Na’aman’s Recent Trend

During December I posted some opinions on Nadav Na’aman to a couple of other blogs:

As I made an embarrassing statement therein misrepresenting Jodi Magness’ interview by Gordon Govier, I thought it might be a good idea to summarize & preserve some of my statements about LMLK research here (which I’m definitely not embarrassed about).

Point Made by Nadav Na’aman (as reported by Aren Maeir):
“Hezekiah was not a very important & powerful king. He just got good PR, while in fact, his political maneuvering just caused disaster to the Judeans.”

Point Made by Nadav Na’aman (as reported by Yitzhak Sapir):
“The recent trend to view Hezekiah as a powerful king is misplaced. Hezekiah received a very strong kingdom. Hezekiah found himself bordering the terrifying Assyrian empire on the northern & western border. So long as Sargon II was in power, Hezekiah was careful not to do any move that might cause his own kingdom to become an Assyrian province. The uncertain future of Judah, however, eventually caused Hezekiah to join a revolt against Assyria when Sennacherib replaced Sargon II. The result was a devastating blow to Judah, coupled with a heavy tax, from which Judah did not recover for many years. The author of Chronicles, writing hundreds of years later, is totally oblivious to this reality & does not understand the threat that Assyria posed to Judah. Hezekiah took a powerful kingdom, & led it to a devastating military blow from the Assyrian empire that now bordered his kingdom.”

I wonder if Prof. Na’aman offered any examples of “important & powerful” ANE kings; I’d like to know who’s on his list, presumably no Judeans. For all others he names, I would then ask what their lasting achievements were.

I wonder if Prof. Na’aman offered the names of any ANE kings who “got good PR” from their neighbors. Personally, I can’t think of any. So my question for him would be, What criteria establish an ANE king’s importance, power, & PR from a historian’s perspective?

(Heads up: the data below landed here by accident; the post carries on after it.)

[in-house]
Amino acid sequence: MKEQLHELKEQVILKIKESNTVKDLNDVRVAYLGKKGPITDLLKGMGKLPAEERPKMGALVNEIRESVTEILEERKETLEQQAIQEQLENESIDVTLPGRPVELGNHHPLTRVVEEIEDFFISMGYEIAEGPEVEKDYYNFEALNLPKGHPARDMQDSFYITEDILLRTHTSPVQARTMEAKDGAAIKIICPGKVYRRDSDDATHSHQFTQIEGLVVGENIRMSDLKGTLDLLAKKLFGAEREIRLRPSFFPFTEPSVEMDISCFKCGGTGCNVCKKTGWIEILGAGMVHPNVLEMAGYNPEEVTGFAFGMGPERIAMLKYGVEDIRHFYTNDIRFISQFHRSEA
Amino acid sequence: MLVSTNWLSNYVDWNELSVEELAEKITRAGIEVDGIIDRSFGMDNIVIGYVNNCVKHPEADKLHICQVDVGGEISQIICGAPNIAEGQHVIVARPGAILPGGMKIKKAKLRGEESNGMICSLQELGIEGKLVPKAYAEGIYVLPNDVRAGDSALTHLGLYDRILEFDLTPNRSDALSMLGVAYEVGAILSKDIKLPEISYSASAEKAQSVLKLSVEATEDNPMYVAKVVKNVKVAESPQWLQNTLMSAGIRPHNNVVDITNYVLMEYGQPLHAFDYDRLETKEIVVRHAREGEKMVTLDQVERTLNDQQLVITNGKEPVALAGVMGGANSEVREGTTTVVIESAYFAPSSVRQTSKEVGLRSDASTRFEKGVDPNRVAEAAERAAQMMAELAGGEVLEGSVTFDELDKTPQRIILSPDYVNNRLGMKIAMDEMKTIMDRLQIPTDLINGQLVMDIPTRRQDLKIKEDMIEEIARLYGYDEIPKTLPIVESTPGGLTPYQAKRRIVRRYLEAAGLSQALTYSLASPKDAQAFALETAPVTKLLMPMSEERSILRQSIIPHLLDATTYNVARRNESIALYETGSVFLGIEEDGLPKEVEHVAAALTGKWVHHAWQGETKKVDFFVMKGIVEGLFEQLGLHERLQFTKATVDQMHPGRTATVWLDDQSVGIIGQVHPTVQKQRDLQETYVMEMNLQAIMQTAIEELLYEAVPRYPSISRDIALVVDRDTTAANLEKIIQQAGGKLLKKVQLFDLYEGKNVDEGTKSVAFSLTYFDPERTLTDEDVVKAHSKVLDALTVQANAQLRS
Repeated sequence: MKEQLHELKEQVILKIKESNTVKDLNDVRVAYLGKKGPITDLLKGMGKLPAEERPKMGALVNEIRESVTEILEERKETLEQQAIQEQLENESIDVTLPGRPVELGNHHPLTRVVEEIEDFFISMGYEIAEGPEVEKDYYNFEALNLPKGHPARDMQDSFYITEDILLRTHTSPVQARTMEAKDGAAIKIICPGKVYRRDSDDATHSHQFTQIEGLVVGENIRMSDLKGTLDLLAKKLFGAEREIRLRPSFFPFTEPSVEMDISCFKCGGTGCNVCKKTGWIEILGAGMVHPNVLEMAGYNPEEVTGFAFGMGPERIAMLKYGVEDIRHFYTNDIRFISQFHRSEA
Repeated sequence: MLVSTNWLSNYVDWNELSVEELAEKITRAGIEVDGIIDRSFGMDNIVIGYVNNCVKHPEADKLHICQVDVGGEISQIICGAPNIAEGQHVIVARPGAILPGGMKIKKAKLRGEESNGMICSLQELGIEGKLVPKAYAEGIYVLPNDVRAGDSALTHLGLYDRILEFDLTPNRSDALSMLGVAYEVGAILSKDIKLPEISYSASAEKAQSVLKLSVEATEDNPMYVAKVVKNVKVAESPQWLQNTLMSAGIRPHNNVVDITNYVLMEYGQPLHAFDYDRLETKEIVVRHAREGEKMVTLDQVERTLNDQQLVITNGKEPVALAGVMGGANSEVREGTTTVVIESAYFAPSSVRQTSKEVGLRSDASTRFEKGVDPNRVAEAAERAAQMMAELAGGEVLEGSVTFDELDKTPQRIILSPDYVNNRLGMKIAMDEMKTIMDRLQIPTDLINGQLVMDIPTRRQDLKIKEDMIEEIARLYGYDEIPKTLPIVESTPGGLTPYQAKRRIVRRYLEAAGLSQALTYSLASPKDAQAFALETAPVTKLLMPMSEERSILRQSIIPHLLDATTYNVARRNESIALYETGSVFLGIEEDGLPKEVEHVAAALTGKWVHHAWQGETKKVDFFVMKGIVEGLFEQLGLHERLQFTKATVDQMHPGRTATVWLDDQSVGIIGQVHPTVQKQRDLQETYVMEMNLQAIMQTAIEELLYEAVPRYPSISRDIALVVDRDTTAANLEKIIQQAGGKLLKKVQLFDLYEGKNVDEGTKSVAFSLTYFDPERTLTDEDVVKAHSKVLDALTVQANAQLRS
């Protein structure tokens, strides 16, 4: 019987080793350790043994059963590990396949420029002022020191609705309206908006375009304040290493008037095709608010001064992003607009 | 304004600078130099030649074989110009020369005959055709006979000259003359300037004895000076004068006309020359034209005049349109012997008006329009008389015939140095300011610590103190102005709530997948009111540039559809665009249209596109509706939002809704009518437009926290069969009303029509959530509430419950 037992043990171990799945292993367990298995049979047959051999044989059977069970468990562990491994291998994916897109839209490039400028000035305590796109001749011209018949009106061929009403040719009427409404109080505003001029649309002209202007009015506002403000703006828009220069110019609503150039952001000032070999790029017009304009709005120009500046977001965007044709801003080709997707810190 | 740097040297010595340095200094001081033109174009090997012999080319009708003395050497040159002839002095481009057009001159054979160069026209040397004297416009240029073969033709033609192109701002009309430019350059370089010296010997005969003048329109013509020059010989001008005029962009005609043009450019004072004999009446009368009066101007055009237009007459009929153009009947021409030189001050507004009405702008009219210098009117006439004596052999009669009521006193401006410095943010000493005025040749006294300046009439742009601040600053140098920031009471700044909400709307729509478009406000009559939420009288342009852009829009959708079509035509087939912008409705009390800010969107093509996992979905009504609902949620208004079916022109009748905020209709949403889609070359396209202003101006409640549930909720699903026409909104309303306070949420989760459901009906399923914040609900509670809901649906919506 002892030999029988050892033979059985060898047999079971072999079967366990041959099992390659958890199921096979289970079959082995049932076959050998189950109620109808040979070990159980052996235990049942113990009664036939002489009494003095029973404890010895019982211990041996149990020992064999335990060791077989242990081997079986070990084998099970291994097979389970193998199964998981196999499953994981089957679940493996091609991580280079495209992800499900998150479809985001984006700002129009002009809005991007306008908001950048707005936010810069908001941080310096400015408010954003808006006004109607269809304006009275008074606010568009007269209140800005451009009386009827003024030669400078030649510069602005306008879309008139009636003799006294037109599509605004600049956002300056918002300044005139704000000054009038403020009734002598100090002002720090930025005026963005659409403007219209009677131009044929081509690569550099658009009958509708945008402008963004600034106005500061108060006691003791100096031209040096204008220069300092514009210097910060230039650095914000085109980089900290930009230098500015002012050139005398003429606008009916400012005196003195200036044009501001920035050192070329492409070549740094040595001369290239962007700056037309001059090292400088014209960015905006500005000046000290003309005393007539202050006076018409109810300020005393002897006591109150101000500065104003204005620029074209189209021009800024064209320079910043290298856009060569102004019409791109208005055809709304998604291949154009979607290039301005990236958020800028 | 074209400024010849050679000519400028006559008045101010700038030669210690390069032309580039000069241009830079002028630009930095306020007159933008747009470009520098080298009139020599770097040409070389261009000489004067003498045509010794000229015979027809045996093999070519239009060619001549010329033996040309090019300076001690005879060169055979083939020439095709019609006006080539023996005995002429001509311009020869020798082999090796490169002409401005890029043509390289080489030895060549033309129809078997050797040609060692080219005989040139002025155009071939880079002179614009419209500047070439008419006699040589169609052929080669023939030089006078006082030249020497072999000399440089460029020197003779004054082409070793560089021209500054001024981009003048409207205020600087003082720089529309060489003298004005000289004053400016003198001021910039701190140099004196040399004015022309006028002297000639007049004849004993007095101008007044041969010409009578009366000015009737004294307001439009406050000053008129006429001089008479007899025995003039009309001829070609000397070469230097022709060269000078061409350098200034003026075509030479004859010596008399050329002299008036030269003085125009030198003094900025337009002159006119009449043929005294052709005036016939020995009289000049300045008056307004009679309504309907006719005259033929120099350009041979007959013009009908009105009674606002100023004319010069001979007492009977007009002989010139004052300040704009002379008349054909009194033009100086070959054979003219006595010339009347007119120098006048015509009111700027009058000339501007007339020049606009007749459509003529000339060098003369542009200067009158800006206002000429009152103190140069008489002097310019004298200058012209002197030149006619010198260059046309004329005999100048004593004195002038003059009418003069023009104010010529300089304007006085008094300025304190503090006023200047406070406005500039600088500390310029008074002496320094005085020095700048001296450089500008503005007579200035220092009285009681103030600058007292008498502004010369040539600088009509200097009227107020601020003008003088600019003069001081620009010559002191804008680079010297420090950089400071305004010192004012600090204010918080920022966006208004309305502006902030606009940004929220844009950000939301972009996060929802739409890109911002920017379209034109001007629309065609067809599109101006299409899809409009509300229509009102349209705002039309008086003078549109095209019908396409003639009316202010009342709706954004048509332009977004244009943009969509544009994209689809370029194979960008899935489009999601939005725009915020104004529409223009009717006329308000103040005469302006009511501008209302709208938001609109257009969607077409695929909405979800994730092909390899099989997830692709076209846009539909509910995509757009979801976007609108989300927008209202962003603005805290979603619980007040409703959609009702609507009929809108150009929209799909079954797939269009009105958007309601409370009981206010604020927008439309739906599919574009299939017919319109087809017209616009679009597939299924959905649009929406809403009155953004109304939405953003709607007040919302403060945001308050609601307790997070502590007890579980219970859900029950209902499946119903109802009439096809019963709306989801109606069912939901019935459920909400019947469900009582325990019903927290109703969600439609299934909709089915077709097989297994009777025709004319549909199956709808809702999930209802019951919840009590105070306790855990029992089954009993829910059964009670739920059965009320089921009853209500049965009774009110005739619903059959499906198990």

The archeological record, as viewed through LMLK jars, tends to disagree with Na’aman.

True, Assyria devastated western parts of Judah; but false, “coupled with a heavy tax, from which Judah did not recover for many years.” Aside from the 1-time heavy tribute paid by King Hezekiah recorded in 2Kings & Sennacherib’s prisms, I’m not aware of any evidence–archeological or historical–to support the view that Judah paid any Assyrian taxes during the final years of Hezekiah’s reign. The surviving Judeans (of which there were apparently many) merely shifted eastward & built up new sites away from the destruction. It’s likely that a significant portion of the population avoided the battle, & rapidly rebuilt after Sennacherib retreated from his Jerusalem failure.

Based on my research, there were just as many LMLK jars manufactured after the Assyrian destruction as before; & they stayed in Judah/Israel–a clear indication of autonomy (in the absence of any other evidence to the contrary; e.g., we know YEUD & YRSLM seals were only made during later periods when Judah/Jerusalem had already been conquered & resettled during the Persian & Greek eras, which is why their place names needed to be stated).

LMLK inscriptions (including those on the Personal seals that sometimes accompany LMLKs) are strictly Judean. They’re only found in Judean & Israelite territory, & they only contain Paleo-Hebrew inscriptions (no hieroglyphs, no cuneiform). Since many hieroglyphic scarabs & some cuneiform tablets have been found in Judah & Israel, it is not a circular assumption to state unequivocally that LMLK seals indicate autonomy. It may be wrong–we may one day discover a text that says Judeans made these jars for Assyrians, but it is not circular today; it’s founded on scientific evidence (artifacts & texts).